PhD Student, University of Colorado, Boulder
Ecology & Evolutionary Biology
When most people wander through a tropical forest, they are awed by the diversity and abundance of plants, mammals and other members of the forest community they see. While biodiversity is certainly a fantastic feature of tropical landscapes, my interests lie on the darker side of the ecosystem. Don’t worry, I’m not talking about the force – I’m talking about the soil! For an ecosystem ecologist, one of the most fascinating aspects of tropical ecology concerns how tropical forests are able to maintain high levels of productivity and diversity over extensive periods of geologic time. Many tropical forests are located in areas of the globe that have had stable climates for millennia. While this has enabled the evolution of tremendous diversity of life forms and complex relationships between organisms, it also means tropical soils, the foundations of the forests, are old, deep and highly weathered. Tropical soils are a dynamic and largely unexplored facet of the tropical landscape. How are nutrients transformed as they move through the soil matrix? What enables the maintenance of high productivity in sites with soils depleted in elements critical to life, such as phosphorus? How do hydrology and topography intersect to control nutrient retention and nutrient export from tropical watersheds? How does this affect the biota, and how do biota in turn affect elemental cycling?
These are some of the questions I and my fellow lab mates are exploring as part of our dissertation research under the advisorship of Dr. Alan Townsend. I’m part of the INSTAAR Biogeochemistry Lab at the University of Colorado, Boulder, and we are here in Costa Rica conducting research on a National Science Foundation (NSF) grant. I’m currently at the Osa Biodiversity Center (OBC) with three of my colleagues from the Townsend/Cleveland (University of Montana) labs for one week, conducting the first of a series of experiments testing hypotheses about nutrient transformations along hydrologic flow paths in a pristine rainforest catchment. Today, along with the invaluable assistance of a local research technician, Walkom Cabrera, we sampled three distinct topographic positions along a soil catena. We extracted soil cores up to a meter below the surface, and measured nitrous oxide (N2O) emissions from surface soils from the same locations. This may be easy to say, but hard to do! Soils down to a meter are extremely dense, and we used a mallet to pound our soil cores into the earth. It was hot, sweaty work, but we managed it. Back at the OBC, we spent the evening extracting dissolved nitrogen (N) compounds from the soil samples using a concentrated salt solution. At our laboratory in Boulder, I will further analyze properties of these soils that will elucidate controls over nutrient transformations within the deep soil profiles of this dynamic tropical forest.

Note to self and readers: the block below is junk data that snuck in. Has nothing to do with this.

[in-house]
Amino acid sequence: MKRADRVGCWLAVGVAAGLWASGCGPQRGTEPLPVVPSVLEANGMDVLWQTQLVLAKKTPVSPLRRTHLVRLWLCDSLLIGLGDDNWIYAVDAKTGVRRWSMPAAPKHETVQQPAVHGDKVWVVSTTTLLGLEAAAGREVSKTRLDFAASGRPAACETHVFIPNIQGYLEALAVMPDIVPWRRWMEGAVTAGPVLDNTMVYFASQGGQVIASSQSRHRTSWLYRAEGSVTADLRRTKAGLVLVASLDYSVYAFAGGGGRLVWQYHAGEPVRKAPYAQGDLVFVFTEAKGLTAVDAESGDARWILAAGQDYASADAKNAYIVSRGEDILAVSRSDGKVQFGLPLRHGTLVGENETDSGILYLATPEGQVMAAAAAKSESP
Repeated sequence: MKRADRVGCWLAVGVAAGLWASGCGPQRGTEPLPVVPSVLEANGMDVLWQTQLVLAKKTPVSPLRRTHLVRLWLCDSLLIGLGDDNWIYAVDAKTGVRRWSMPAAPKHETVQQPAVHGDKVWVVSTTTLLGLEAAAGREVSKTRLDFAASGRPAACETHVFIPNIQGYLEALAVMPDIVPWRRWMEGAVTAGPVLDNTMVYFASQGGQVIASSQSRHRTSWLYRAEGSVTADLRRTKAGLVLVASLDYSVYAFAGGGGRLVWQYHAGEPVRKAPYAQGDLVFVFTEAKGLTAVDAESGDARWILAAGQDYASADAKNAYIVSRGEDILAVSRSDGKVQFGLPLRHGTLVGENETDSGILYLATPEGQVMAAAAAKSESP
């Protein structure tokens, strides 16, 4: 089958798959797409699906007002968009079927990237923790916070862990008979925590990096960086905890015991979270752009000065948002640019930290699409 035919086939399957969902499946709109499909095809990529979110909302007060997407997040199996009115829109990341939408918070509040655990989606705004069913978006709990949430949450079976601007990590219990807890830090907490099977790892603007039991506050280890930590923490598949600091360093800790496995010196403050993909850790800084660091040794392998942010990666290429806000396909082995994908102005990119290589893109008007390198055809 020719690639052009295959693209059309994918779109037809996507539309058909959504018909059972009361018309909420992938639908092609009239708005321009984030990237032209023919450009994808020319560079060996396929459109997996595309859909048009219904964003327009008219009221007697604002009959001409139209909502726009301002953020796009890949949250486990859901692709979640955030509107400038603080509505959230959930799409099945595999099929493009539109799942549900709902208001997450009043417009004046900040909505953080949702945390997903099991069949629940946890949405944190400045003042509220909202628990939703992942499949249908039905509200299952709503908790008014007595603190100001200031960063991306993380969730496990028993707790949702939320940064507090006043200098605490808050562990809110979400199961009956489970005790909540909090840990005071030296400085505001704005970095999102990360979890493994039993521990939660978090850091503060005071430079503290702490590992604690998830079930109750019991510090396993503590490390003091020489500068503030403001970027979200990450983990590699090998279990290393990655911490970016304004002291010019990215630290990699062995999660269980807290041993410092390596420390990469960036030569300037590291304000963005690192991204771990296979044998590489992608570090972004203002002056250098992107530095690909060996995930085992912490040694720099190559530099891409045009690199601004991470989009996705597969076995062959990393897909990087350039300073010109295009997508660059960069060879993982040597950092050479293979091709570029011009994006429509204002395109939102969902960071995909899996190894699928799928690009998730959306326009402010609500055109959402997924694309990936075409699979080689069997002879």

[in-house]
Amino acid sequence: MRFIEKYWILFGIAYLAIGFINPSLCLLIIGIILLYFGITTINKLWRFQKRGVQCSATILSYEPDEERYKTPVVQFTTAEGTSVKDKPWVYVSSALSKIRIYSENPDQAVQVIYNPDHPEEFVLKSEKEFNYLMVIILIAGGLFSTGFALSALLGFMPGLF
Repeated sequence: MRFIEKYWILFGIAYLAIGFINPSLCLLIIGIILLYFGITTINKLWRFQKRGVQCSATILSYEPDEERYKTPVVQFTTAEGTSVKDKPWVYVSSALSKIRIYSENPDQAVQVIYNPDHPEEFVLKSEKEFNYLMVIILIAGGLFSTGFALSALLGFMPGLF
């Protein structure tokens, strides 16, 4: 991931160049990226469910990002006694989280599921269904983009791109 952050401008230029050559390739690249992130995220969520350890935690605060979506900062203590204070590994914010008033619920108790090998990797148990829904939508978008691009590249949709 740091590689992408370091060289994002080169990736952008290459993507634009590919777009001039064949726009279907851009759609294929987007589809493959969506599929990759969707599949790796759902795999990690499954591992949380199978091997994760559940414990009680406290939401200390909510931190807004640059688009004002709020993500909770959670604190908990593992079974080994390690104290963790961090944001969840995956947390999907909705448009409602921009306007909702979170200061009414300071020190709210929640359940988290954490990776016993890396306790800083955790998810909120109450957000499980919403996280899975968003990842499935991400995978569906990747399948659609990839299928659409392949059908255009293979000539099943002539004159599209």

The findings of this research will help us understand the role tropical forests play in the cycling of critical nutrients important for global climate and energy balance. And studying the biogeochemistry of this amazing place does have its perks. Howler monkeys are my favorite alarm clock, sunsets at Piro beach set the sky on fire, and the macaws are never out of sight (or hearing for long). Conversations at dinner with conservation biologists, herpetologists, ethologists and nature enthusiasts are illuminating and exciting. I’m anxious to analyze the results of all this hard work, and can’t wait to return for my next visit to follow up with more interesting questions surrounding tropical biogeochemistry here on the Osa Peninsula.